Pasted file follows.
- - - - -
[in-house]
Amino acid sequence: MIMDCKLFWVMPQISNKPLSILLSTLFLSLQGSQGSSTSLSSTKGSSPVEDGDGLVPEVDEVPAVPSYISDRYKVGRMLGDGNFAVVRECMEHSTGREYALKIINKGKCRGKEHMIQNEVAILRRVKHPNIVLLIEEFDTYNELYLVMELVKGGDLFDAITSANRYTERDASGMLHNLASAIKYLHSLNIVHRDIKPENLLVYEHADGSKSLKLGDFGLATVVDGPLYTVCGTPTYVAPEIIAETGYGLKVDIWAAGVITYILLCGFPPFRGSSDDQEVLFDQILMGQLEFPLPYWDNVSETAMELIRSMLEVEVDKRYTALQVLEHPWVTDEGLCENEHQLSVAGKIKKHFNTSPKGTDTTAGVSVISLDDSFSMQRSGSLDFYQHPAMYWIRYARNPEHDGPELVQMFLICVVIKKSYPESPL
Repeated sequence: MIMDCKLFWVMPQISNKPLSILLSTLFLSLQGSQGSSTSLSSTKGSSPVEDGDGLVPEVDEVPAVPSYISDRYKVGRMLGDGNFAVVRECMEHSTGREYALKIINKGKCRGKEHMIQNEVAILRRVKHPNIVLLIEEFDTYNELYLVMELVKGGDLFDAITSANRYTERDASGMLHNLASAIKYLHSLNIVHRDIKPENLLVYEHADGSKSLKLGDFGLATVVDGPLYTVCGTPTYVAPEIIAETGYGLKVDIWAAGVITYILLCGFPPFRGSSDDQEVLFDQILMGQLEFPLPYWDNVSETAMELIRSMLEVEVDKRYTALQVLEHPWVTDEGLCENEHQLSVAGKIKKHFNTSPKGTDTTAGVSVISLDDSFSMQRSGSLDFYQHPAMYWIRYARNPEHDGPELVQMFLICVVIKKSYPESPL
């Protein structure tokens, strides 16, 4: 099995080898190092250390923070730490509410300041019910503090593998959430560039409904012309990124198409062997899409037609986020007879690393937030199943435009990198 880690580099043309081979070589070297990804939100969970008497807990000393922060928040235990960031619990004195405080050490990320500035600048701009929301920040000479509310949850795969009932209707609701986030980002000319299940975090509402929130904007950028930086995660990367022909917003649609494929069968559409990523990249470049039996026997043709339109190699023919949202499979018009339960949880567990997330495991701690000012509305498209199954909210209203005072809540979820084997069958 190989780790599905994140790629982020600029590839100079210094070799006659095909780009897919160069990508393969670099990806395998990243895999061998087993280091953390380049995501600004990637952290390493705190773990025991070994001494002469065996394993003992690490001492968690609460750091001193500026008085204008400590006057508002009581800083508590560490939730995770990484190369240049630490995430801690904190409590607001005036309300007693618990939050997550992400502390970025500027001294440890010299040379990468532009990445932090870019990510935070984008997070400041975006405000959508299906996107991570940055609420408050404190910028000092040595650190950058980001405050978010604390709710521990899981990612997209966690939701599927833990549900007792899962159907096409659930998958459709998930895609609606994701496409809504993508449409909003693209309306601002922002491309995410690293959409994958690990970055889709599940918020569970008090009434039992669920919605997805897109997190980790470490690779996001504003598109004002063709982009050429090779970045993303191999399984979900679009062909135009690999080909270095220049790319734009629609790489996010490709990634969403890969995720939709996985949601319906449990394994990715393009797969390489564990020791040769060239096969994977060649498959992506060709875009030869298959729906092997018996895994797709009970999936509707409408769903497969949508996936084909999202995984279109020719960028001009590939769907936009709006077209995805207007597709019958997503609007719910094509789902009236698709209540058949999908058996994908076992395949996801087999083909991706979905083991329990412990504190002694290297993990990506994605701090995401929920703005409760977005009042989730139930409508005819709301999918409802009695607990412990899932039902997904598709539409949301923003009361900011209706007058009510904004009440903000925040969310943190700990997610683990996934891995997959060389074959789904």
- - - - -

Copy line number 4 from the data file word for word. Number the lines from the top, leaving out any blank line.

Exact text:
């Protein structure tokens, strides 16, 4: 099995080898190092250390923070730490509410300041019910503090593998959430560039409904012309990124198409062997899409037609986020007879690393937030199943435009990198 880690580099043309081979070589070297990804939100969970008497807990000393922060928040235990960031619990004195405080050490990320500035600048701009929301920040000479509310949850795969009932209707609701986030980002000319299940975090509402929130904007950028930086995660990367022909917003649609494929069968559409990523990249470049039996026997043709339109190699023919949202499979018009339960949880567990997330495991701690000012509305498209199954909210209203005072809540979820084997069958 190989780790599905994140790629982020600029590839100079210094070799006659095909780009897919160069990508393969670099990806395998990243895999061998087993280091953390380049995501600004990637952290390493705190773990025991070994001494002469065996394993003992690490001492968690609460750091001193500026008085204008400590006057508002009581800083508590560490939730995770990484190369240049630490995430801690904190409590607001005036309300007693618990939050997550992400502390970025500027001294440890010299040379990468532009990445932090870019990510935070984008997070400041975006405000959508299906996107991570940055609420408050404190910028000092040595650190950058980001405050978010604390709710521990899981990612997209966690939701599927833990549900007792899962159907096409659930998958459709998930895609609606994701496409809504993508449409909003693209309306601002922002491309995410690293959409994958690990970055889709599940918020569970008090009434039992669920919605997805897109997190980790470490690779996001504003598109004002063709982009050429090779970045993303191999399984979900679009062909135009690999080909270095220049790319734009629609790489996010490709990634969403890969995720939709996985949601319906449990394994990715393009797969390489564990020791040769060239096969994977060649498959992506060709875009030869298959729906092997018996895994797709009970999936509707409408769903497969949508996936084909999202995984279109020719960028001009590939769907936009709006077209995805207007597709019958997503609007719910094509789902009236698709209540058949999908058996994908076992395949996801087999083909991706979905083991329990412990504190002694290297993990990506994605701090995401929920703005409760977005009042989730139930409508005819709301999918409802009695607990412990899932039902997904598709539409949301923003009361900011209706007058009510904004009440903000925040969310943190700990997610683990996934891995997959060389074959789904």